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1000 Playwright Interviews The first interview I posted was on June 3, 2009.  It was Jimmy Comtois.  I decided I would start interview...

Mar 27, 2017

I Interview Playwrights Part 920: Lauren Wimmer

Lauren Wimmer

Hometown: Milwaukee, WI

Current Town: Pittsburgh, PA

Q:  Tell me about Divorce Party.

A:  Melanie and Eugene, a freshly divorced couple, decide to throw a party to prove to their friends they are truly happy to disastrous effects. Parties are interesting to me as a playwright, because they are escapes from the real world where everyone's all smiles so I wanted to explore what happens when those facades are tarnished and we start to see these people for who they really are. The play employs surreal elements that will consistently surprise the audience as these friends forge new relationships with each other and themselves. I began writing this play during my senior year at Sarah Lawrence. My writing up until that point veered toward morality plays reminiscent of Arthur Miller. Before I graduated, I wanted to stretch the boundaries of my writing and this was a large step in a completely different direction, almost in a different universe. I'm inspired to write plays by an image, or a tableau and I write the play around it. How do we get to, or how does the play surround that image? With this play that image was a smiling person holding a cake with only the word "Happy" frosted on it. So that catapulted this play forward and, four years later, I am thrilled to have Cave Theatre Co. produce it.

Q:  What else are you working on now?

A:  Many things. Maybe too many things, but I don't think that's possible. Attending Carnegie Mellon's School of Drama where I'm pursuing my MFA, I have written more than I could ever imagine. I also have a ten minute play "Everything You'll Miss In Minutes," heading into rehearsals in April as part of Theater Masters. The play takes place in a chair lift so that's been a fun challenge. I am also working on other plays with elements ranging from baby dolls to hand models and child prodigies to a Christian children's television show to a drama set in a college dorm room.

Q:  Tell me, if you will, a story from your childhood that explains who you are as a writer or as a person.

A:  I don't have a particular moment, but I was the quietest child growing up. I would see how long I could go without talking at school like it was a competition with myself. Some days I wouldn't talk at all in public. By choice. At home, as my family can attest, it was a very different story. So, I think that made me interested in exploring our private selves versus public selves. And I also noticed being a shy kid that I was easily forgotten by teachers and classmates so I'm also drawn to people on the outskirts.

Q:  If you could change one thing about theatre what would it be?

A:  I would swap out quite a few of the Shakespeare festivals and put New Works festivals in their places. This way we could discover bold, diverse voices and maybe even the next Shakespeare.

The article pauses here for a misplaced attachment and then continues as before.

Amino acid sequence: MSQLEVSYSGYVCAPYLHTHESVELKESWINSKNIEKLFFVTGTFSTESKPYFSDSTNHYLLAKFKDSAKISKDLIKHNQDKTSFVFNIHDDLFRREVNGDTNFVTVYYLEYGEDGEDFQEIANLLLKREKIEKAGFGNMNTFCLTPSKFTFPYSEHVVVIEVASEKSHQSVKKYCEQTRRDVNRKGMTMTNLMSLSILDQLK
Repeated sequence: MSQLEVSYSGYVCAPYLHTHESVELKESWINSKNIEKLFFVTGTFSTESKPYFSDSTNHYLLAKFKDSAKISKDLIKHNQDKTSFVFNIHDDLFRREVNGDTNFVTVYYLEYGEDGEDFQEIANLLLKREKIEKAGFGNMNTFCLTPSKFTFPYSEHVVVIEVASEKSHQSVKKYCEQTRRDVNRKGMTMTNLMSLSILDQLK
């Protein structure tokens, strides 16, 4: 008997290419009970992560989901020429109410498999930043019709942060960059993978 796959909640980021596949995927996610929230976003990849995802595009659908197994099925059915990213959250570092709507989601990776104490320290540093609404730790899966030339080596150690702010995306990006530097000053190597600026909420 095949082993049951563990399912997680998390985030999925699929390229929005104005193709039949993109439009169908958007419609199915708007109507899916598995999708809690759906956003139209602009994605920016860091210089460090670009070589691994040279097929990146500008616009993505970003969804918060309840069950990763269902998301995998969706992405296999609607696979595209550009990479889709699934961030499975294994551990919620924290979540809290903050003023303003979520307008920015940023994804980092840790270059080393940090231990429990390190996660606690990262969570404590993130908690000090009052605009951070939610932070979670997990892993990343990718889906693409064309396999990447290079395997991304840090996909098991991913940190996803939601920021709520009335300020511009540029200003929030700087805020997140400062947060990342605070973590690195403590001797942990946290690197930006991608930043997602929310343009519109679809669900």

Q:  Who are, or were your theatrical heroes?

A:  I distinctly remember reading How I Learned To Drive by Paula Vogel my first year in college. I was struggling in my first playwriting class as I tried to imitate the Tony-winning family dramas around that time. I thought about quitting and it was reading Vogel's play that I discovered so many things. It showed me how you could handle dark subject matter with humor while not diminishing the trauma associated with it. I then read Edward Albee, Ionesco, Maria Irene Fornes, Beckett, Joe Orton, Christopher Durang, Caryl Churchill, Suzan-Lori Parks, John Guare, and Nicky Silver, whose writing was also influential to me during my college years. Currently my theatrical heroes are, but not limited to, Annie Baker, Branden Jacobs-Jenkins, David Henry Hwang, Mark Schultz, Jenny Schwartz, Erin Markey, Duncan Macmillan, Simon Stephens, and Ike Holter. I am also drawn to theatre ensembles like Kneehigh, The Debate Society, and The Civilians.

Q:  What kind of theatre excites you?

A:  Theater that keeps me guessing, that causes me to think about something in a different way even if I may disagree with the position the playwright takes. Theatre that I don't forget about a week later.

Q:  What advice would you give to playwrights starting out?

A:  Submit your plays everywhere. Be persistent. Read and see plays, even readings of plays. Have a trusted friend, or family member with a law degree look over contracts from theaters. As far as writing goes, if your brain is telling you not to write something, you should write it. Also, I think this is common problem for many writers starting out, never apologize for your writing. Be your work's greatest advocate.

Q:  Plugs, please:

A:  Divorce Party
Produced by Cave Theatre Co. at UNDER St. Marks
4/21-5/7: Friday & Saturday performances at 8pm, Sunday matinees at 3pm
Tickets are $20 and available at cavetheatre.org

Theater Masters' National MFA Playwrights Festival
At Theater For The New City
5/2-5/6 at 7:30pm
Tickets are $18 and available at theatermasters.org

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